November 7-8, 2022
Portland Marriott Downtown Waterfront .

Portland, OR
*Tentative schedule, program subject to change



Day 1 - Monday, November 7

7 a.m. – 5 p.m. Registration
7:30 – 8:30 a.m. Breakfast
8:30 – 8:45 a.m. AUTM Board Chair Address
Ian McClure, University of Kentucky; AUTM Board Chair 
8:45 – 10 a.m. Plenary I: Your Technology Transfer Wallet - Practical Tools/Strategies for Achieving Greater Diversity and Inclusion in Leadership/Inventorship for Greater Academic Institution and Industry Partnership Success

Moderator: Denise Mayfield, Dykema
Panelists: TBD 

10 – 10:30 a.m. Networking Break
10:30 a.m. – Noon Workshops
A1: Getting Ready to License Health Related Data 

University and research hospitals have been collecting and generating data for generations. With the advent of Machine Learning and other data hungry software, the demand for health care related data (both in computer and physical form) has been ever growing. Our panel will discuss: 

  • How health care data can be used 
  • ​Issues related to obtaining the correct consents and approvals  
  • Stradling undeveloped data policies  
  • ​Understanding what is capable of licensing  
  • Discussing potential licensing models for such data  
  • ​Best practices for communicating policies and goals. 
Moderator: Charles Macedo, Amster Rothstein & Ebenstein LLP 
  • Anne Carlson, Oregon Health & Science University 
  • Linda Hansen, Providence St. Joseph Health 

A2: Should I let that patent go?
Anyone will tell you doing technology transfer is challenging. To add more complexity to the business, patent budgets are continually under scrutiny by the administration. Outside of a few large universities, most institutions must struggle with a limited patent budget to perform optimal patenting and managing those patents. The two difficult questions a tech transfer office must continually ask are: (1) should I convert the provisional patent to a non-provisional? (2) and should I pay the maintenance fee for an issued patent?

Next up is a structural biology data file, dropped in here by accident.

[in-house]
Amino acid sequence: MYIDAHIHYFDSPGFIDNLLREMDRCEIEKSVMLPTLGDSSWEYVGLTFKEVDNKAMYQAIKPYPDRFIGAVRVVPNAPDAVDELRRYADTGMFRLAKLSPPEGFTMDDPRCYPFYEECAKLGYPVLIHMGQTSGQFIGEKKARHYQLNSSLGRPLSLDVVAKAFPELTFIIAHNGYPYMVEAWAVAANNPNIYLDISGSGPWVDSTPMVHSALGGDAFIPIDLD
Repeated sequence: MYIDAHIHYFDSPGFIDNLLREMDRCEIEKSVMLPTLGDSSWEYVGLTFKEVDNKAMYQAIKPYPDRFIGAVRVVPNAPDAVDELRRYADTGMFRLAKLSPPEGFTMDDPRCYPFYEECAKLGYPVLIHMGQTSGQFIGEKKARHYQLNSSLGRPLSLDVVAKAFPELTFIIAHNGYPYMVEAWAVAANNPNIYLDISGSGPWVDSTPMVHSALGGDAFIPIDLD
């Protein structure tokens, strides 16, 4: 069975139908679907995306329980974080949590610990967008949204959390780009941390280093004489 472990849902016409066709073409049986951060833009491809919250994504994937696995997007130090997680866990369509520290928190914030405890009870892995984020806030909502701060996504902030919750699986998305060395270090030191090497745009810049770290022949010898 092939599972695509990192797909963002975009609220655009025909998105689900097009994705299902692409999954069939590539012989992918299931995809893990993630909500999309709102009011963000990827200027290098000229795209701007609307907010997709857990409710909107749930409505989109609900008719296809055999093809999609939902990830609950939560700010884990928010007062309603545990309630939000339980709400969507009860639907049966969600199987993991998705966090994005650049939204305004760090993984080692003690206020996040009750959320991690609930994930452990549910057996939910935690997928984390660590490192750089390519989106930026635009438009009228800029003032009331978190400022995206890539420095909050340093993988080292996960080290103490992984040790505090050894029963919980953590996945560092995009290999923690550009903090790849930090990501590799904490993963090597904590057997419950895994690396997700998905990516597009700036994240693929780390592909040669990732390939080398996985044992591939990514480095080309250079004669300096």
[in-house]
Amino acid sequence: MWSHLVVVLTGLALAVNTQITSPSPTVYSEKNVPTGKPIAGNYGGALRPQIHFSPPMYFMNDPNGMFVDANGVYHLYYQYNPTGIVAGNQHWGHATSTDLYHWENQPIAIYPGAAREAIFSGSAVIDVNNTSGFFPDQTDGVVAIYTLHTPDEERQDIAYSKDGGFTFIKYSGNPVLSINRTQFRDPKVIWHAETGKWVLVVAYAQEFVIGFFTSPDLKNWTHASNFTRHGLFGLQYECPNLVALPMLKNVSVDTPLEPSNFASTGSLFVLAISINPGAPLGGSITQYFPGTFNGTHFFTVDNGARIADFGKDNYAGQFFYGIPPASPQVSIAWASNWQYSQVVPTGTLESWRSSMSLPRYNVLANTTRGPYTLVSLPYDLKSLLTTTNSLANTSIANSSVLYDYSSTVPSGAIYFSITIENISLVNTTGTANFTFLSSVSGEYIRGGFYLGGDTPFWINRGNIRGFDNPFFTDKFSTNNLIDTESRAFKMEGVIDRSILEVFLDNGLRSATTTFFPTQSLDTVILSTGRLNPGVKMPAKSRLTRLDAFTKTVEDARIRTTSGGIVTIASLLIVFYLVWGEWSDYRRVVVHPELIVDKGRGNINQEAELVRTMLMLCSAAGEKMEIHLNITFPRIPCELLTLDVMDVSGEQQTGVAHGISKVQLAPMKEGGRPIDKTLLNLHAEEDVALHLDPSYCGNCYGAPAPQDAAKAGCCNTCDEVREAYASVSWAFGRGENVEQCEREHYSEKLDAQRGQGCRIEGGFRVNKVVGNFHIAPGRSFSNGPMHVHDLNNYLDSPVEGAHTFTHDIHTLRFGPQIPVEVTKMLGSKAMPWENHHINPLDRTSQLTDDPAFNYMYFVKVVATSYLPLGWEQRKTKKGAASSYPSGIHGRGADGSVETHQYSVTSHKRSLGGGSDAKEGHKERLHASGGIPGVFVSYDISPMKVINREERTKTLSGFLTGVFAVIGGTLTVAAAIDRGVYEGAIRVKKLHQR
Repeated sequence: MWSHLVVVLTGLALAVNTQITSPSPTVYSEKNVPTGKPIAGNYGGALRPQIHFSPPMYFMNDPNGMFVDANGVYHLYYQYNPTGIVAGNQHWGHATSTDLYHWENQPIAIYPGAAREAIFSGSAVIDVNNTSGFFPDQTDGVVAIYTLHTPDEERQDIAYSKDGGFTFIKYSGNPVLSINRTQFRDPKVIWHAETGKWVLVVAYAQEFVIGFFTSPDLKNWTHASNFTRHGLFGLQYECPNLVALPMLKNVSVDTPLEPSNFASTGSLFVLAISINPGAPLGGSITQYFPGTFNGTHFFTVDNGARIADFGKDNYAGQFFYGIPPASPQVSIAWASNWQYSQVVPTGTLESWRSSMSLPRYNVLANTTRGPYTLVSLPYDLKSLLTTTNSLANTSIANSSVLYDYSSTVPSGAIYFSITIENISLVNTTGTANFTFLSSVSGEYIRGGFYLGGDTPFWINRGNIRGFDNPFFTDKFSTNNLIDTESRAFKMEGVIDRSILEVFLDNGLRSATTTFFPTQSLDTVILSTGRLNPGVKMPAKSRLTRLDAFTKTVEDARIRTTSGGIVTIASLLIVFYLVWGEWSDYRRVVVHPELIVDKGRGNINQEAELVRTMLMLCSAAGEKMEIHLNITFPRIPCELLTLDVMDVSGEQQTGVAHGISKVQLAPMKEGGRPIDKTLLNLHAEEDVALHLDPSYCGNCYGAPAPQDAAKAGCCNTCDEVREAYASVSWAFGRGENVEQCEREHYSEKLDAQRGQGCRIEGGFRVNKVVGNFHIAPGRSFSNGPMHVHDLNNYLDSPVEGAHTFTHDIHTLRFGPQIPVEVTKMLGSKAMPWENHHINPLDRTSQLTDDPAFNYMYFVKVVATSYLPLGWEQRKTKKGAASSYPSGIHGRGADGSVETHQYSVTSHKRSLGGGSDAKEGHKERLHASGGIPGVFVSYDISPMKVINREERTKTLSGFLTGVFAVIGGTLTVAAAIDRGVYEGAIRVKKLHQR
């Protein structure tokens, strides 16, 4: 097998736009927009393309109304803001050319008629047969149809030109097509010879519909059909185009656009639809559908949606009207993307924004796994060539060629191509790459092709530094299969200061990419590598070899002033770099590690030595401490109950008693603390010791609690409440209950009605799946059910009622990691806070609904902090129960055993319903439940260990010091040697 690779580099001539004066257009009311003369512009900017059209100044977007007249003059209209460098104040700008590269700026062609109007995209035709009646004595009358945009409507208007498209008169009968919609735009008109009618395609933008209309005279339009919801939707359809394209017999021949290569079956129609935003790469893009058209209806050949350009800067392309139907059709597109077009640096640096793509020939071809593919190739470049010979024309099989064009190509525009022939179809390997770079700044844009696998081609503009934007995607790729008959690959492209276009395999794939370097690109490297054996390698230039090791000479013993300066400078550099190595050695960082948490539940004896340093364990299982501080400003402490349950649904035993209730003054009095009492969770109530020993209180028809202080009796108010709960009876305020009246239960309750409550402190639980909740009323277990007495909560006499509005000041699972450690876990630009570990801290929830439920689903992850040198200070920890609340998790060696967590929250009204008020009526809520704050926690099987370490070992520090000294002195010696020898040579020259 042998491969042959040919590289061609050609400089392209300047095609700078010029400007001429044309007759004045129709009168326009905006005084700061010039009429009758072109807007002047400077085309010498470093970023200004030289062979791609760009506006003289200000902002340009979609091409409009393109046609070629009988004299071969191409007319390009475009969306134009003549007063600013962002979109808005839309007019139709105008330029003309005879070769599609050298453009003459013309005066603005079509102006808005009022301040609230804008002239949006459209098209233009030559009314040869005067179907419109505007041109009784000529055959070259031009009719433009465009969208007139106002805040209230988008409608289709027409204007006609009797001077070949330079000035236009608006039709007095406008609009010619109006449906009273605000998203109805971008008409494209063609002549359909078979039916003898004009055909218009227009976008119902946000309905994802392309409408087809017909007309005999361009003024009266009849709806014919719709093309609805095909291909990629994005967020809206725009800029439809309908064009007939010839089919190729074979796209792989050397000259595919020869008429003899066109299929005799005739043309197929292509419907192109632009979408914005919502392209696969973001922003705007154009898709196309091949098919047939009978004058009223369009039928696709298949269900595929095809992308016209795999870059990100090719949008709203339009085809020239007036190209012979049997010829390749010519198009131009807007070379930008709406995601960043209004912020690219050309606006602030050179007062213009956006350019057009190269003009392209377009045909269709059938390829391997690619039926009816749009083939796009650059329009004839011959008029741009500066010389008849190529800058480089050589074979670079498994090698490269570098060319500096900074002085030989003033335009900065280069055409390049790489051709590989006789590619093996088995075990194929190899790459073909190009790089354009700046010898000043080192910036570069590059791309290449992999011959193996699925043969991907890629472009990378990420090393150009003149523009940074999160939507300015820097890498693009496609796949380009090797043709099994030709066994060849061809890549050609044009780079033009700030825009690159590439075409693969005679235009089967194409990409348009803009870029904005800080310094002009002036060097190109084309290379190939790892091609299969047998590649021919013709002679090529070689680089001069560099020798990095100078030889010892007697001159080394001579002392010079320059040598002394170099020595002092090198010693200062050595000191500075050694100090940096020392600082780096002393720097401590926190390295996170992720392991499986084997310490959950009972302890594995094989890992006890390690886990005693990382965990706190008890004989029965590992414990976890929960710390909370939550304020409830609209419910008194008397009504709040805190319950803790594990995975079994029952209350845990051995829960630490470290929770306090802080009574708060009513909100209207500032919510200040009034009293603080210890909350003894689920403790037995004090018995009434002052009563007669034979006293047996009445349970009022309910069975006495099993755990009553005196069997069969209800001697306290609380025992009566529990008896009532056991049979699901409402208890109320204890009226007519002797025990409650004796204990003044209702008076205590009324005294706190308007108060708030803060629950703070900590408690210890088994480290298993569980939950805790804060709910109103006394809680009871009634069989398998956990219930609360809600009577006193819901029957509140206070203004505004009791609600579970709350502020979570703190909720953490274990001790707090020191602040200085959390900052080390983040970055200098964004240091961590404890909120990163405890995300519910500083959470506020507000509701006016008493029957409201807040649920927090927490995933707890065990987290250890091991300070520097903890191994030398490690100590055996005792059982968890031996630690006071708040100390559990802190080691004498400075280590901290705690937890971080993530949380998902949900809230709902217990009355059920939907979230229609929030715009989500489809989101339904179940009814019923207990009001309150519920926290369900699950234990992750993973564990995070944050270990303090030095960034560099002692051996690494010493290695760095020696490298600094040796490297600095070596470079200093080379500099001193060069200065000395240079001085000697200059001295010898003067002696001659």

Both of those decision points need to be made after solid analytical research that can be answered with some creativity. In the first case, cutting edge deep machine learning tools provide insights into the prior art and the patent landscape needs to be carefully considered for the key decision of converting to a non-provisional or PCT application. The questions that a TTO must ask are “will I be able to find a licensee?” and “will I be able to get a patent?” On the second point of paying a maintenance fee, the questions to ask are “do licensees want my patent?” and “is my patent past its prime?” The panel will discuss both of those key decision making in detail and provide insights into what are the key factors to consider for optimal patent portfolios. To be an efficient technology transfer operation, the office needs to have high quality patents that are timely and sought after by industry. At the same time the TTO must be vigilant and monitor if there are any infringers of the patents before they let a valuable patent go abandoned. The constant question to ask is, “should I let that patent go?” 
Moderator: DJ Nag, InnovAito, LLC 

  • Keith Marmer, University of Utah
  • Mark Wisniewski, UCLA
Noon – 1:30 p.m. Lunch
1:30 – 3:00 p.m.

B1: Tips and Tricks for Protecting and Leveraging Software